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Not Now

The Laws of Texas, 1822-1897 Volume 2


Whereas, by a Proclamation issued on the eleventh day of February,
A. D. 1840, in contravention of law and Treaty stipulations,
by Mirabeau B. Lamar, (then President,) "the duties on all wines,
the product of France, imported direct from any of the Ports of
France, in French or Texian Vessels" were abolished: And whereas,
in further violation of law and Treaty stipulations, "all collectors
of customs were required to permit all wines, as aforesaid,
to be admitted free of duty, into any of the ports of this Republic,
until this proclamation shall be revoked by the President:" And
whereas, neither propriety, policy nor a just regard due to the
rights of our citizens requires the continuance of such an immunity
to any foreign power: And whereas, other Governments have made
the same a cause of complaint to this:Therefore,
be it known that I, SAM HOUSTON, President of
the Republic of Texas, by virtue of the power vested in me by law,
do, hereby, solemnly revoke the said proclamation, and require all
collectors of customs in the Republic to demand and receive the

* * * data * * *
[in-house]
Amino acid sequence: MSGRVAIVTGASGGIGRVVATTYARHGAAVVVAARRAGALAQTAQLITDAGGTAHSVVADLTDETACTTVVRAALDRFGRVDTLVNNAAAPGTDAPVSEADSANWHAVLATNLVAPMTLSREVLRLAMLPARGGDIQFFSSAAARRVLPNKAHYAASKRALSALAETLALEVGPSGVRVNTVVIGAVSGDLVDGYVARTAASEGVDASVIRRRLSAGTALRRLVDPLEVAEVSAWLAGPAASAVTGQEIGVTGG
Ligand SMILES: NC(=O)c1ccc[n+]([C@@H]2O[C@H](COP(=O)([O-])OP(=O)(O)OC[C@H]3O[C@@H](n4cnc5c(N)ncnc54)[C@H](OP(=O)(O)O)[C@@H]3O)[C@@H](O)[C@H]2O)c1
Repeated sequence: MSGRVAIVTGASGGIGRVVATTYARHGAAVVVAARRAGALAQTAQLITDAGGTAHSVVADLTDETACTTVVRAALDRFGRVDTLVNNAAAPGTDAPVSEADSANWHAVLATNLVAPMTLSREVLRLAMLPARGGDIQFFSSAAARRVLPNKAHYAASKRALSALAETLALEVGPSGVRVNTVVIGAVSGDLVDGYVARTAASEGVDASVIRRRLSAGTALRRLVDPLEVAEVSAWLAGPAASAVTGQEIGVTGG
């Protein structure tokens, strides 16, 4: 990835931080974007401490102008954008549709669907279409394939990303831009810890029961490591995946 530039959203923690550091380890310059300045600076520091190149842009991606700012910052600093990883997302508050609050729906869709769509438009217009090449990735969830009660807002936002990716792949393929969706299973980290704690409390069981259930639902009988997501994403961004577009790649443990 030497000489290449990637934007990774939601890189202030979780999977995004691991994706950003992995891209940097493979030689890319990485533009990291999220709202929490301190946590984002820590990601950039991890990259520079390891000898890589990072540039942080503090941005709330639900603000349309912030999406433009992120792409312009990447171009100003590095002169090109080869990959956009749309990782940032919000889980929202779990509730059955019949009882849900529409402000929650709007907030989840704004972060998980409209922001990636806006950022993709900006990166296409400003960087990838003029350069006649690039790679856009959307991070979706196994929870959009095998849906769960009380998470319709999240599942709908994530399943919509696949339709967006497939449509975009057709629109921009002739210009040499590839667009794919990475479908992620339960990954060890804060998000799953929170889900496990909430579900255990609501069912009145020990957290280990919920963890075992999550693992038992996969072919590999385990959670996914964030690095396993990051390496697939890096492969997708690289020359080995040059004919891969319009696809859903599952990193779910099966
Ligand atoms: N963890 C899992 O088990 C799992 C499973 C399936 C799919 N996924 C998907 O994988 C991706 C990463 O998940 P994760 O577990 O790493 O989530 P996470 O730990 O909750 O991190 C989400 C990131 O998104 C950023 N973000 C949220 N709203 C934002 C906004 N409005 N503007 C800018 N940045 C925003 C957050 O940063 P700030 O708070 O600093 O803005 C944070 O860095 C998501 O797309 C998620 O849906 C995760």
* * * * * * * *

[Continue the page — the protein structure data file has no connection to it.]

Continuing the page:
duties imposed upon wines, the product of France, imported into
Texas, according to the rates established by law, and by the existing
Treaty between the two countries: This proclamation to be
in force and take effect from and after the fiftenth day of February
In witness whereof, I have hereunto signed my name, and caused
the great seal of the Republic to be affixed.
Done at the town of Washington, the twenty-first
day of December, in the year of our Lord one
[L. s.] thousand eight hundred and forty two, and of the
Independence of Texas the seventh.
By the President:
Secretary of State.


Gammel, Hans Peter Mareus Neilsen. The Laws of Texas, 1822-1897 Volume 2. Austin, Texas. The Portal to Texas History. Accessed May 6, 2016.

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